PDE's and Applied Mathematics Seminar
September 17, (CAS 130, 2:30-3:30 pm).
Wilfrid Gangbo (Georgia Institute of Technology )
will speak on "Optimal Transport and Large Number of Particles".
Abstract: We introduce a concept of viscosity solutions of Hamilton-Jacobi equations in metric
spaces and in some cases relate it to viscosity solutions in the sense of differentials in the
Wasserstein space. Our study is motivated physical systems which consist of infinitely many
particles in motion (This is a joint work with Andzrej Swiech).
September 24, (Leigh Hall 305, 3:00-4:00 pm). Sarah Wingfield (Wolfram Research, Inc.)
will give "An Overview of Mathematica for Education and Research"
October 8, (CAS 130, 2:30-3:30pm). Artem Zvavitch (Kent State University)
will speak on "Uniqueness questions in Convex Geometry".
Abstract: Classical theorems in Convex geometry (and Harmonic Analysis) tell us that a symmetric star-shaped body is uniquely determined by the volumes of its hyperplane sections, moreover, if in addition to symmetricity we would also require convexity, then volume of orthogonal projections can be used instead of sections. It is also well know that in both cases symmetricity is required. A very natural question is what information on section/projections we need to require to have uniqueness for non-symmetric case? Volume of projections and Sections? Volume of "maximal" hyperplane section in all fixed directions?
We will start this talk with the discussion on some open problems related to those questions. We will also present a couple, recently constructed, counterexamples: we show that in all dimensions higher then 2, there exists an asymmetric convex body of revolution all of whose maximal hyperplane sections have the same volume. In addition we will show that if we fix even dimension greater or equal then 4, then one can find two essentially different convex bodies such that the volumes of their maximal sections, central sections, and projections coincide for all directions. The talk is combination of joint works with R. Gardner, F. Nazarov, D. Ryabogin and V. Yaskin.
October 21, (CAS 220D, 1:00-2:00pm). Yaniv Almog (Louisiana State University)
will speak on "Global stability of the normal state of superconductors under the effect of strong electric current."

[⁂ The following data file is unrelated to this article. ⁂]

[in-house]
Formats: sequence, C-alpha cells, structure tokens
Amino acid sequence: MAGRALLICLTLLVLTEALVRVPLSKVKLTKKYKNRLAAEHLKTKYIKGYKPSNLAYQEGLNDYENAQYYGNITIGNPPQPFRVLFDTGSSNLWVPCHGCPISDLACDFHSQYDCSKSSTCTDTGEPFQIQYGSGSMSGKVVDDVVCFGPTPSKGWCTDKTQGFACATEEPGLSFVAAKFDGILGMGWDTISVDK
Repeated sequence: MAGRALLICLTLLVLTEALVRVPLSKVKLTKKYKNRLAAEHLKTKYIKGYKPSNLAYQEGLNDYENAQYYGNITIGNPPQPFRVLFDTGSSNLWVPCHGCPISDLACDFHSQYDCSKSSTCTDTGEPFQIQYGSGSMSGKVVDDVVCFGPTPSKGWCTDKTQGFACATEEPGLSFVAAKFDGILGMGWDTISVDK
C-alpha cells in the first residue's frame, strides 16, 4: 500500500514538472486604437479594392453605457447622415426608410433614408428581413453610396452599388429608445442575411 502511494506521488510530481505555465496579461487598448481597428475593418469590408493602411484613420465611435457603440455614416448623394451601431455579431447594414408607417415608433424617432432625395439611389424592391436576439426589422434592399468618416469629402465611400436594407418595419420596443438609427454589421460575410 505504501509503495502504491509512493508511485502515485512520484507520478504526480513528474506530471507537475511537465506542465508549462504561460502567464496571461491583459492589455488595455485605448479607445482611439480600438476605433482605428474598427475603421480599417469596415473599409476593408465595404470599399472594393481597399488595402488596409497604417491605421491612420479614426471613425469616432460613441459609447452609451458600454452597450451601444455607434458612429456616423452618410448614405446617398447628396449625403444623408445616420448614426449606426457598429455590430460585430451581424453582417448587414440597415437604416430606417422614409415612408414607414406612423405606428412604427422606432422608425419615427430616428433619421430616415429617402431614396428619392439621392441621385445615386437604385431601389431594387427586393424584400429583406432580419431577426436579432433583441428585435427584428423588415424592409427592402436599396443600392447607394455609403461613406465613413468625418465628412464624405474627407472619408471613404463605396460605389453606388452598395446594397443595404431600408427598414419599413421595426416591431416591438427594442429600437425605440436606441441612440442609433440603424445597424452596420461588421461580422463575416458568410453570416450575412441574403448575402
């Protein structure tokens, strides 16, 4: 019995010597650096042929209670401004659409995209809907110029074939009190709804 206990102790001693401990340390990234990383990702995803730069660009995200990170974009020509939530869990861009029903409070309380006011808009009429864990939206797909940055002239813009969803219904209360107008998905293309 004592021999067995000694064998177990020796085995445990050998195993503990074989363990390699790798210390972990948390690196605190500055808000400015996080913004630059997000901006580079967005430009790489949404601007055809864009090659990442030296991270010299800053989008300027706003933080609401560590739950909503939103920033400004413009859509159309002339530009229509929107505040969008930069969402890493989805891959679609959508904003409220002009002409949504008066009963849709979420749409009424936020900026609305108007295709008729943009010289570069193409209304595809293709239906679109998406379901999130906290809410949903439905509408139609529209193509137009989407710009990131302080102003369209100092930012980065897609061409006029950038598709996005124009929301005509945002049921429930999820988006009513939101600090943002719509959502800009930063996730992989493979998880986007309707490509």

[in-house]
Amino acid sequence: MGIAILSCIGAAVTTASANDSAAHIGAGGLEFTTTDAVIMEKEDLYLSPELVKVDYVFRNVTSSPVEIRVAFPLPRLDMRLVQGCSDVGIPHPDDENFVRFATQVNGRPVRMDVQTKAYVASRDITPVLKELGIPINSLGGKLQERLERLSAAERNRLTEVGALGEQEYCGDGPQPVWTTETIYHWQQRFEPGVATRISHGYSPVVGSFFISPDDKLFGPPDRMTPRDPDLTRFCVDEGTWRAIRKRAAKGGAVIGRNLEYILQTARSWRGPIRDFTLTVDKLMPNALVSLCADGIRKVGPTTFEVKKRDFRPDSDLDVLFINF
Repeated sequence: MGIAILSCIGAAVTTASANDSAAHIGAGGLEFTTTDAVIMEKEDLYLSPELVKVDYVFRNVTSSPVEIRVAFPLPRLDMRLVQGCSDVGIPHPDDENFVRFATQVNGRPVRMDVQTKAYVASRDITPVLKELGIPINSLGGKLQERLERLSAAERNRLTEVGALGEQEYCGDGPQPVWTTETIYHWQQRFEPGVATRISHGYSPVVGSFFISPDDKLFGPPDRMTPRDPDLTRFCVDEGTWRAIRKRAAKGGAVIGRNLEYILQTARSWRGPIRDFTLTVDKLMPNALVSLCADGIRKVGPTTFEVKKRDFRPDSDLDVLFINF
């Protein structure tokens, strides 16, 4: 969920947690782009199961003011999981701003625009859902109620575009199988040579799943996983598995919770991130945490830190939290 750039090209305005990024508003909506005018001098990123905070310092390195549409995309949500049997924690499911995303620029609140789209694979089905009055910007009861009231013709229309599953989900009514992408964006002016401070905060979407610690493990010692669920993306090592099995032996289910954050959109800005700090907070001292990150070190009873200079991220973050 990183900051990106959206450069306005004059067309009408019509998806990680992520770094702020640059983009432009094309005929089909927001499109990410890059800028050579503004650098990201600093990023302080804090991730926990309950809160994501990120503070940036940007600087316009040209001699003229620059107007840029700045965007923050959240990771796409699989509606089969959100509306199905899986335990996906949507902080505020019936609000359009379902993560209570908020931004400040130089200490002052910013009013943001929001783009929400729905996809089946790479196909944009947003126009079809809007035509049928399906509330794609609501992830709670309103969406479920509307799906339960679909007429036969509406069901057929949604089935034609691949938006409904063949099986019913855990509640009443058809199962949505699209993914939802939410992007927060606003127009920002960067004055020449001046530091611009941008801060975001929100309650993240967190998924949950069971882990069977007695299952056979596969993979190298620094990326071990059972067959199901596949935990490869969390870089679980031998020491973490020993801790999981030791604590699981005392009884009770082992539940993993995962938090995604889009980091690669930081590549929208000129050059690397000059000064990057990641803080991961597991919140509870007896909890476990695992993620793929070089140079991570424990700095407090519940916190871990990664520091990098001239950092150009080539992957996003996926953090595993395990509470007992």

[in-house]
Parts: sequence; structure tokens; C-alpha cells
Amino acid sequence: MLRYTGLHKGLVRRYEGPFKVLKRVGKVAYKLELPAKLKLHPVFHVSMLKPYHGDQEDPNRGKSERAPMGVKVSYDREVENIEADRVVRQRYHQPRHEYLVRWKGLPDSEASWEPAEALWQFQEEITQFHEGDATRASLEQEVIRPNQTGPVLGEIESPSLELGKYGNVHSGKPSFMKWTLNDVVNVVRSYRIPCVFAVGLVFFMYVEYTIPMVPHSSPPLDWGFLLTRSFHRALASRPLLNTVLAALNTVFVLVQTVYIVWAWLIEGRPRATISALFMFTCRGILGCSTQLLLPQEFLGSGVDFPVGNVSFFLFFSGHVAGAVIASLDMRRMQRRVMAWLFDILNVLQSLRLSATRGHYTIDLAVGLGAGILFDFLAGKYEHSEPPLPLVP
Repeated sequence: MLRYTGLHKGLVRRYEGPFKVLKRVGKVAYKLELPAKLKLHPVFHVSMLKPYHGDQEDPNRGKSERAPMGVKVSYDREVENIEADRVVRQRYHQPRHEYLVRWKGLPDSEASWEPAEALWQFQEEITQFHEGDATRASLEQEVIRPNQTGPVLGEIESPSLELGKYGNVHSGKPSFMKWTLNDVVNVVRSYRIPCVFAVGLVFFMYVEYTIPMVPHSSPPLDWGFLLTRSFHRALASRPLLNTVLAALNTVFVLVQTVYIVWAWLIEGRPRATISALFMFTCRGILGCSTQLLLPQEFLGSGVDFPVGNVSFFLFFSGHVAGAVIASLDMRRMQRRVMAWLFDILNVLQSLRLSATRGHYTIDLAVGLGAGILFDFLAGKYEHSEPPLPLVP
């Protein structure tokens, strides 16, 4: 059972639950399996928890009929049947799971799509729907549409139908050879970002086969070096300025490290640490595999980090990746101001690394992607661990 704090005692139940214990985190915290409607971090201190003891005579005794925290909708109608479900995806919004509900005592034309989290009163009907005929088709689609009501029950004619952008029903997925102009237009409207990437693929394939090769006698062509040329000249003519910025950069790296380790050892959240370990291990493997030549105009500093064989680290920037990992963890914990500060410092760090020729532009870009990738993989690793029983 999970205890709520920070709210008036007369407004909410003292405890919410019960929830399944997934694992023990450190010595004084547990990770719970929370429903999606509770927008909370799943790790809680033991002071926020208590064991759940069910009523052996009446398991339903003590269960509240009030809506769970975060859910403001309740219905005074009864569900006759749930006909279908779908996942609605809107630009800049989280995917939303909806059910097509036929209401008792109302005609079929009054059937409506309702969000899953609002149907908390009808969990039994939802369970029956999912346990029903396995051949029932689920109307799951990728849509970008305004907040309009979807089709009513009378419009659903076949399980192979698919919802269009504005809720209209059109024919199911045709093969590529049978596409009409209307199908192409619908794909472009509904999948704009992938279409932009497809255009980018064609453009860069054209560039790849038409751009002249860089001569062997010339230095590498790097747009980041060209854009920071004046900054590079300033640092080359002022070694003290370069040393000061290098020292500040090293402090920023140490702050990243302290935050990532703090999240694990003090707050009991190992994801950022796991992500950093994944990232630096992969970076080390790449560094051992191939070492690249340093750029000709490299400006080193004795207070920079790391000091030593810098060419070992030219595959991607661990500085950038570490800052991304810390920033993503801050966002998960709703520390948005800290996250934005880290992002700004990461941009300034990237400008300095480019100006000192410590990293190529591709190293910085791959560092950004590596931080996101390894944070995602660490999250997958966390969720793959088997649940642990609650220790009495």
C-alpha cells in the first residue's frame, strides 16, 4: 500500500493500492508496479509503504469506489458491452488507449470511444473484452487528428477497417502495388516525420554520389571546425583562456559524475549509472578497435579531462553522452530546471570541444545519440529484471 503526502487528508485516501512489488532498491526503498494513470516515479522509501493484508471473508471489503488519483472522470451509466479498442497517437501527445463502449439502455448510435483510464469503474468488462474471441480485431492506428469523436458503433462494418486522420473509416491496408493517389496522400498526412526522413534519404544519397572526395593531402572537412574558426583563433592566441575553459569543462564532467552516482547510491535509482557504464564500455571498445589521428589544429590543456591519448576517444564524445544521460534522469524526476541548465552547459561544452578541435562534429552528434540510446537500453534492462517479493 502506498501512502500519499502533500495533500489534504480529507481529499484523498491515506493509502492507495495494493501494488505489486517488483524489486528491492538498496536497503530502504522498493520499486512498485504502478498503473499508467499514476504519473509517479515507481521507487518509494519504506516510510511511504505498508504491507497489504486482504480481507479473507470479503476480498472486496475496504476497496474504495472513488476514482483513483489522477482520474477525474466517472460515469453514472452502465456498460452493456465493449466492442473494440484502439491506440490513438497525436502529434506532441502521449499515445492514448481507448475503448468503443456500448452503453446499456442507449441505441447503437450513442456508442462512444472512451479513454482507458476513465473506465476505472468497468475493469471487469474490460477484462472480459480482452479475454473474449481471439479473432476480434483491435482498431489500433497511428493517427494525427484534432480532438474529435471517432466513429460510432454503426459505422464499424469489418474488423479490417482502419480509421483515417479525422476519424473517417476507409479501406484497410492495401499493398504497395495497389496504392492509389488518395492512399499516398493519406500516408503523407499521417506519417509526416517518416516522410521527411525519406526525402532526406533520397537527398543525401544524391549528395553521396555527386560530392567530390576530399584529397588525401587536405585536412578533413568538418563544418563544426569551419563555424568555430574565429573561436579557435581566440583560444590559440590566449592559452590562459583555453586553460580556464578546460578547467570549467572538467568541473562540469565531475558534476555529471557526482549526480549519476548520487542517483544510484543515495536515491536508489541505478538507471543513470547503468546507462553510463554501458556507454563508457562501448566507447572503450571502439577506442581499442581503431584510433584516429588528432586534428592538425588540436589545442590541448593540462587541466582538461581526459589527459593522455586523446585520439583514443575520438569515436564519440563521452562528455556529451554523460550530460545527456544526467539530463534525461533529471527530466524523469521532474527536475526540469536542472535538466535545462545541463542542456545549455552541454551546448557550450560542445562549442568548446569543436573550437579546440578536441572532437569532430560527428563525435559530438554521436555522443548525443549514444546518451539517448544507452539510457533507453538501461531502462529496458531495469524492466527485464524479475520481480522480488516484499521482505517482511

Consider a superconducting wire whose temperature is lower than the
critical one. When one flows a sufficiently strong current through the wire,
it is well known from experimental observation that the wire becomes resistive, behaving like a normal metal. We prove that the time-dependent
Ginzburg-Landau model anticipates this behavior. We first prove that, for
sufficiently strong currents, the semi-group associated with the model, be-
comes a contraction semi-group. Then, we obtain an upper bound for the
critical current where the semi-group becomes stable. We relate this current
to the resolvent of the linearized elliptic operator.
Joint work with Bernard Helffer
October 22, (CAS 130, 2:30-3:30 pm). Benjamin Jaye (Kent State University)
will speak on
"Geometric properties of measures with bounded Riesz transform".
In this talk, we shall describe an approach to studying the geometric properties of measures for which an associated Calderon-Zygmund operator is bounded. This problem is closely related to classifying the removable sets for Lipschitz continuous solutions of the fractional Laplacian equation. The results described are part of some joint work with Fedor Nazarov.
October 29, (Student Union Meeting Room 312,2:00-3:00 pm) [Jointly with Research for Lunch Seminar] .
Peter Gordon (University of Akron) will speak on
"Gelfand type problem for two phase porous media".
We consider a generalization of the Gelfand problem arising in a Frank-Kamenetskii theory of thermal explosion.
This generalization is a natural extension of the Gelfand problem to two phase materials, where, in contrast to classical
Gelfand problem which utilizes single temperature approach,
the state of the system is described by two different temperatures.
We show that similar to classical Gelfand
problem the thermal explosion occurs exclusively due to the absence of
stationary temperature distribution. We also show that the presence of
inter-phase heat exchange delays a thermal explosion.
Moreover, we prove that in the limit of infinite heat exchange between phases
the problem of thermal explosion in two phase porous media reduces to
classical Gelfand problem with renormalized constants.
This is a joint work with Vitaly Moroz ( Swansea University, UK).
December 12, (CAS 220D, 2:00-3:00pm). Vitaly Moroz (Swansea University, UK)
will speak on "Asymptotic properties of ground states of a semilinear elliptic problem with a vanishing parameter".
We consider a semilinear elliptic problem with a double-well type nonlinearity on the entire space.
When one of the parameters vanishes the ground state of the problem converges after a suitable rescaling
to the ground state of a limiting problem, however the form of the limiting equation depends on
whether the original problem contains a subcritical, critical or supercritical term.
We establish the precise asymptotic rate of the limiting rescaling and derive
asymptotic behaviour of the ground states at the origin and near infinity.
This is a joint work with Cyrill Muratov (NJIT).